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Smith-Corona Vantage typewriter

by | Jun 11, 2021 | Olivetti, Smith-Corona | 10 comments

The ribbon is found under a cover that swings up and forward.

The top part of the plastic shell is a bit tricky to get off.
The way the mechanism works is less than obvious.

A couple of months ago I bought this Lexikon 82 on eBay and was frustrated to discover that several characters just wouldn’t print. I have no idea what to do about that, except clean the mechanism (which did nothing). So this is now a parts machine. 
The Lexikon 82 is simpler than the Vantage in a few ways: the Vantage includes two plastic paper guides, a swinging cover for the ribbon (shown above), and a half-spacer.

When I was a kid, I got a book of Milton Glaser posters, and I was fascinated by his posters for this machine, which celebrate the sheer coolness of the interchangeable typing ball. 

And yes, I still think it’s cool!
Let’s take a look:
Too quick for you? OK, let’s slow it down:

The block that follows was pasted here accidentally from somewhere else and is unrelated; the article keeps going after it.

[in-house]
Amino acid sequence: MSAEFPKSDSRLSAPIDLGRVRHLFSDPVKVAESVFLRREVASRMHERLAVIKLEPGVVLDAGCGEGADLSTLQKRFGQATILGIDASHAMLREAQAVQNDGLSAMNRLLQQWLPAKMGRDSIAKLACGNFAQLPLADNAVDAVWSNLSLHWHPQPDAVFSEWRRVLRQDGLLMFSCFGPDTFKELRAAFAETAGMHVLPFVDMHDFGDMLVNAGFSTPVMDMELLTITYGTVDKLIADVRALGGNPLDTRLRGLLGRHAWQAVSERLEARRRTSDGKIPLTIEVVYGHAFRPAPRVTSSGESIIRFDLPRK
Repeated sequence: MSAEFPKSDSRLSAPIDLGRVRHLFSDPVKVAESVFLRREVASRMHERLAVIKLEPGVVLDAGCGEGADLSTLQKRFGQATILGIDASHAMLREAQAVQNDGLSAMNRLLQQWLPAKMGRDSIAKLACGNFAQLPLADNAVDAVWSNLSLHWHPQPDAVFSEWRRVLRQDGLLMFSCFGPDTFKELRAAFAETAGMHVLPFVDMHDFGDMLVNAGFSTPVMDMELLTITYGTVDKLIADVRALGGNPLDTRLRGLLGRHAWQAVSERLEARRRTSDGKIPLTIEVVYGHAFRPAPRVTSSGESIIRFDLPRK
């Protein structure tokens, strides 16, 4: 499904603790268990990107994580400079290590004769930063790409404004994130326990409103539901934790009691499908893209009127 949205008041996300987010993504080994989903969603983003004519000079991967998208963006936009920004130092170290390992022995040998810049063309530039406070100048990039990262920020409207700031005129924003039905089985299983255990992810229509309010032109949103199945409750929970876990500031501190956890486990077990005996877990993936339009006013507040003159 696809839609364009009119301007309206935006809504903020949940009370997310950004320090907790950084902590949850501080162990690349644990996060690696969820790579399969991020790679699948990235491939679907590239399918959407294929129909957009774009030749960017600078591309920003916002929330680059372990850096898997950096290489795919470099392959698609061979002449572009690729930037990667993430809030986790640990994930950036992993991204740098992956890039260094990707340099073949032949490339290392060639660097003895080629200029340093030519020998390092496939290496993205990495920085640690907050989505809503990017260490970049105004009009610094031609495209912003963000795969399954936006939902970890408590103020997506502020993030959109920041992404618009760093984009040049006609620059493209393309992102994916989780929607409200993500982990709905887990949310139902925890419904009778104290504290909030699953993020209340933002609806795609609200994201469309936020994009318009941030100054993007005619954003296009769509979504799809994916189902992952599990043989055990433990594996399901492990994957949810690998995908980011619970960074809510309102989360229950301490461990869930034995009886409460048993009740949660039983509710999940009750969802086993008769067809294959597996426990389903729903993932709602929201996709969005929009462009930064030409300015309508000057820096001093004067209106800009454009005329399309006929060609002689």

You’ve got to admit it’s pretty neat.
PS: Love this ad for the Lexikon 82, featuring journalist and novelist Jimmy Breslin writing a letter to “Dear Norman [Mailer].” Thanks to The Philosophy Teacher for the tip on the video!

10 Comments

  1. McTaggart

    Richard, was the Olivetti 82 cartridges hard to find?

    Reply
  2. Bill M

    First thing I noticed was the Olivetti key tops (I had a Praxis 48). Nice looking typewriter. I see the balls in thrift shops at times. I've never seen one of the typewriters.

    Reply
  3. Ted

    My understanding is that Smith-Corona purchased the Glasgow plant from Olivetti and somehow also got the rights to the design to produce the Vantage at the end of the 70's. Part of the ol' typewriter manufacturer shuffle, when SCM was feeling left behind with no ball element machines in their lineup. (:

    Reply
  4. Richard P

    Yes. The best way to find one is to buy an Olivetti 82 and see if one is installed!

    Reply
  5. Richard P

    Ah, interesting, thanks. I haven't found many ads for the Vantage, but I did see one from 1980, which fits what you say.

    Reply
  6. Unknown

    I have one if these as well. Awaiting attention. I want to compare it to the Brother Correctoball

    Reply
  7. Anonymous

    Three years late to the party. I wish I found this article before I purchased my Lexikon 83DL – I was drawn to that late 70s shape. The ink is very light and I did something to the typeball when using one of the repeatable characters. https://typewriterdatabase.com/197x-olivetti-lexikon-83-dl.22362.typewriter – Best I can hope for is to find it a good home for someone who can make it work.

    Reply
  8. Richard P

    They seem to be fussy machines. Live and learn!

    Reply

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